Can Resveratrol in Wine Protect Against the Carcinogenicity of Ethanol? a Probabilistic Dose‐Response Assessment
Resveratrol, which may occur in wine, was suggested to act as a chemopreventive agent against the carcinogenic effects of ethanol. The assumption was based on data from experimental animals, which have shown that resveratrol above certain thresholds may reduce the incidence of tumours in several of the alcohol‐related cancer sites (colon, liver and female breast).
Using a probabilistic Monte Carlo type methodology, this study estimated daily intake based on chemical analysis of resveratrol (n = 672) and ethanol (n = 867). Benchmark dose (BMD)‐response modelling was conducted for resveratrol based on eight animal experiments, whereas BMD data for ethanol were taken from the literature. The margin of exposure (MOE) was calculated for both substances as an indicator if the intake may reach effective dosages.
For intake of one 100‐ml glass of wine, the average MOE was found to be 4.1 for ethanol and 459,937 for resveratrol. In the best‐case scenario for resveratrol (e.g., very high contents and assuming a low effective dosage), the minimum MOE would be 111, which means that 111 glasses of wine need to be consumed daily to reach the BMD. The MOE ratio between resveratrol and ethanol is 166,128 on average, meaning that per glass of wine, ethanol is more than 100,000 times more potent than resveratrol. As resveratrol intake may not optimally reach the effective dosage, this study excludes a preventive effect of this substance on alcohol‐related cancer.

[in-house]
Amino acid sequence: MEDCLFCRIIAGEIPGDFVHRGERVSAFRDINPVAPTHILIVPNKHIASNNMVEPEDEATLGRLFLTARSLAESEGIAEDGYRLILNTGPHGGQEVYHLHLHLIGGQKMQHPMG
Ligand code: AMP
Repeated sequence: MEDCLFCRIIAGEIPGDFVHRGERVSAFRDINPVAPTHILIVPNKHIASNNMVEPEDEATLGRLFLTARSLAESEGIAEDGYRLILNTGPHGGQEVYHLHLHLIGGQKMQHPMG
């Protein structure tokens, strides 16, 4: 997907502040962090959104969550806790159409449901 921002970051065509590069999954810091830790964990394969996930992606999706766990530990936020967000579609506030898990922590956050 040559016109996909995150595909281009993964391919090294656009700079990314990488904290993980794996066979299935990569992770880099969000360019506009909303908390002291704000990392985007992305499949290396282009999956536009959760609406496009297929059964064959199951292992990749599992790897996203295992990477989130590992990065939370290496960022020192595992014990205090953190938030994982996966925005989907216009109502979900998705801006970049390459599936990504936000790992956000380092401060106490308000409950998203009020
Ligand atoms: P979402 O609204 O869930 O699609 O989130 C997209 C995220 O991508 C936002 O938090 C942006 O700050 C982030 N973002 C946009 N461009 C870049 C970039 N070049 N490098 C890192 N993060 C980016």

Commercial information about cancer‐preventive or ‐protective effects of resveratrol in wine is misleading and must be prohibited.